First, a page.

Sun Microsystems has unveiled several storage products, including its first network-attached storage (Nas) box and a midrange disc array which uses virtualisation technology to pool storage capacity from its products and rival offerings.
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Sun - which Gartner rates as a "promising" supplier in the storage hardware market - is trying to fill gaps in its product line and catch up to storage leaders such as EMC and IBM.
The foray into the Nas market is a big departure for Sun, which previously dismissed the technology but found itself losing sales to suppliers such as Network Appliance, said Michael Peterson, an analyst at Strategic Research.
"That's like a religious epiphany" for Sun, he said. "They fought against Nas for a long time."
Mark Canepa, executive vice-president of network storage at Sun, disclosed some details about the products in an interview last week, but pricing was not available.
The entry-level StorEdge 5210 Nas device, which scales to 5TBytes of capacity, allows Sun to dip its toes into a growing market.
Nas sales grew 15.2% from the second quarter of 2003 to the same quarter this year, according to IDC. The market is led by NetApp, with a 37.2% revenue share, followed by EMC, with 35.2%, IDC reported earlier this month.
Chuck Sears, manager of research computing at Oregon State University's College of Oceanic and Atmospheric Sciences, was among the first to beta-test a StorEdge 5210 Nas, with a 1.5TBytes capacity. Sears added it integrated well with his other Sun hardware and management software.
"We took that thing out of the box, and without going through documentation . . . we just rolled up our sleeves and were up and running in 15 minutes," he said. "It fit the existing management framework we've had for years."
Sears added that he likes the built-in support for the Network File System and Common Internet File System, which allows him to see all of his high-end Unix and low-end Windows servers under one view.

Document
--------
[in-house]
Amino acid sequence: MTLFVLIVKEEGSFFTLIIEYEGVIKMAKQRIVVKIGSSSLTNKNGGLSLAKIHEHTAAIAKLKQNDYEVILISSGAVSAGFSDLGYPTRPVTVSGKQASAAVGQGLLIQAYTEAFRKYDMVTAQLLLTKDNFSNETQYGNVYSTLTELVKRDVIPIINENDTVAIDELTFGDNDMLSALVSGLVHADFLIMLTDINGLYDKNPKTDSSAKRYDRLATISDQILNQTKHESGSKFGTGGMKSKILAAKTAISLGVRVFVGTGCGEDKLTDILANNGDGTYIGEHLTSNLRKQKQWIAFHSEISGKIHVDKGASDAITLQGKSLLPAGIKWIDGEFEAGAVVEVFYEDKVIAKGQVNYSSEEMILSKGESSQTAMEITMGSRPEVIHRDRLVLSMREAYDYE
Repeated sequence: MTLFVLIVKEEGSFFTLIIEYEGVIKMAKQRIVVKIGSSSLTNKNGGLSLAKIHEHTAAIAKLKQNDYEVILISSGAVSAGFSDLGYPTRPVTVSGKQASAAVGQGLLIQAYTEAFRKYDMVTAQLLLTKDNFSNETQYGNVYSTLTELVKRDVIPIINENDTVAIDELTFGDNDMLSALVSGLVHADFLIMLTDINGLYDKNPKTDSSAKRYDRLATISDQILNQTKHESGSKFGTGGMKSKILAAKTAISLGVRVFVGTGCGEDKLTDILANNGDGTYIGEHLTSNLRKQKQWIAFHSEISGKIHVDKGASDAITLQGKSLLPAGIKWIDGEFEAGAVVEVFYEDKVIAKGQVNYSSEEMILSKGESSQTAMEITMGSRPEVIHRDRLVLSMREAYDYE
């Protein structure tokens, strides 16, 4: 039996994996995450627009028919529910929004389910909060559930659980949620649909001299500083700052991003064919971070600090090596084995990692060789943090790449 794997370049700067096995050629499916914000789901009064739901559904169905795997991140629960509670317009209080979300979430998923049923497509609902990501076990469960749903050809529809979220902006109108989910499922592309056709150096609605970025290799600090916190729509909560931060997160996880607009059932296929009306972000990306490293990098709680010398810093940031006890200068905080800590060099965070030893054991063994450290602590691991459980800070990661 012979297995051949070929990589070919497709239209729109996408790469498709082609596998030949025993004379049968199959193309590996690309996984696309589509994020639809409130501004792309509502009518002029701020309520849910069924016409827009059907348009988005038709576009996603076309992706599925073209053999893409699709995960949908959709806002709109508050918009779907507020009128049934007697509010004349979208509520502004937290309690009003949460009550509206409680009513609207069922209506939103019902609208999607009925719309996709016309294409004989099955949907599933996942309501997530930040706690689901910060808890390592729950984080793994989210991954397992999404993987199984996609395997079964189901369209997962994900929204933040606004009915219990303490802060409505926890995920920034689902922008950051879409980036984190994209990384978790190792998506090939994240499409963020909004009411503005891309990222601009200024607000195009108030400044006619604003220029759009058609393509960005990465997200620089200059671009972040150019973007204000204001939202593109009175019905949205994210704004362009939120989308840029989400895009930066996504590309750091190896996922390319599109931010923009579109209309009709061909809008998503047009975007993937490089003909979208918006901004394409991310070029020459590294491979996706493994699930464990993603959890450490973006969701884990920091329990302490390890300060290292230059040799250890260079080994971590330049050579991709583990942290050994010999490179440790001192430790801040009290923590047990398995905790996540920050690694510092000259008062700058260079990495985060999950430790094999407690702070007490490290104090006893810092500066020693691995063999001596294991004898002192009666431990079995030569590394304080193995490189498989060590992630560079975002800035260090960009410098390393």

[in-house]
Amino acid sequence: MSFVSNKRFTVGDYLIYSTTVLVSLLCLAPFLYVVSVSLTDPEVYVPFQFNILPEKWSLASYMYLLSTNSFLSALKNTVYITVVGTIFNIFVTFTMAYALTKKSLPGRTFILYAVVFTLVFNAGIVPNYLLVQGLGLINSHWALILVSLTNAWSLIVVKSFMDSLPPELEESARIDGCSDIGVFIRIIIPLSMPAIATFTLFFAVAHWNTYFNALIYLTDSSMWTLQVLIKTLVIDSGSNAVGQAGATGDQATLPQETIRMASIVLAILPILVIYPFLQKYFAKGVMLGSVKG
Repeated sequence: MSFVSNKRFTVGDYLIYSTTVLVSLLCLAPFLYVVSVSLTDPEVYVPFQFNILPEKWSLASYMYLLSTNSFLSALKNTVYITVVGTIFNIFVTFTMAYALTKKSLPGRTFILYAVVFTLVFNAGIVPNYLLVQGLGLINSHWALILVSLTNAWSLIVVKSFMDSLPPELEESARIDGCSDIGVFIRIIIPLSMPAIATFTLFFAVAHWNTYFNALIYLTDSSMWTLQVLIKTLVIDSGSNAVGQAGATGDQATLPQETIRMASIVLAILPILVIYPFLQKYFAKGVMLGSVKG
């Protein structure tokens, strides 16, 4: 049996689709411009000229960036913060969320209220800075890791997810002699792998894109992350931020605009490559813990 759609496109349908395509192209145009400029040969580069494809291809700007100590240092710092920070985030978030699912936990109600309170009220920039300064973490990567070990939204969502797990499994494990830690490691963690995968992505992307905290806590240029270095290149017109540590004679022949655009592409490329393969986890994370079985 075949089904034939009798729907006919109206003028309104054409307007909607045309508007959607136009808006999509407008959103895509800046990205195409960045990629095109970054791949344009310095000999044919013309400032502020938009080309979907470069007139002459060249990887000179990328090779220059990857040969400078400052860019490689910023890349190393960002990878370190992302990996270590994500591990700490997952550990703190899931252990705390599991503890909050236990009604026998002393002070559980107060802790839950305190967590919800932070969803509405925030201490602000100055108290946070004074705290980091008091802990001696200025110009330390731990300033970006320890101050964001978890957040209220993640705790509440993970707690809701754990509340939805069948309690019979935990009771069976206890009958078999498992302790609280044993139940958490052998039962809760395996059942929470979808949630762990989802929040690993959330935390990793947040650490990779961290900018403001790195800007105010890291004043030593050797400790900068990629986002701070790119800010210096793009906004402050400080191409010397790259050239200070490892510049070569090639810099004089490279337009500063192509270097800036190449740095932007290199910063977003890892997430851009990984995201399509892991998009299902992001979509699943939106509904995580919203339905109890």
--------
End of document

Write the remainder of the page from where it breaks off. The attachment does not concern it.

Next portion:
Sun will also announce its latest midrange storage array, the StorEdge 6920, which comes with high-end features such as the ability to plug in third-party arrays and create a pool of storage that can be carved into 1,024 separate volumes, each capable of serving a host system. The box comes with up to 60TBytes of storage capacity, plus the ability to partition the array into 14 domains.
James Dobson, a systems architect at a US college, has been beta-testing the array for the past six months. Dobson said he likes the flexibility of the system but wants Sun to certify Linux and other server operating systems to run on it.
"It's important for us to have a mix of operating systems work on it," Dobson said. "We want to be able to pool resources and connect everything in the datacentre to one source. Otherwise, you start creating islands of storage."
It is easy to create new volumes on the StorEdge 6920 or change the size of existing ones on the fly, through either a web or command-line interface, he noted.
Dobson added that the ability to attach third-party arrays - and manage it all through a single interface - means he can take advantage of less-expensive ATA disc drives.
Lucas Mearian writes for Computerworld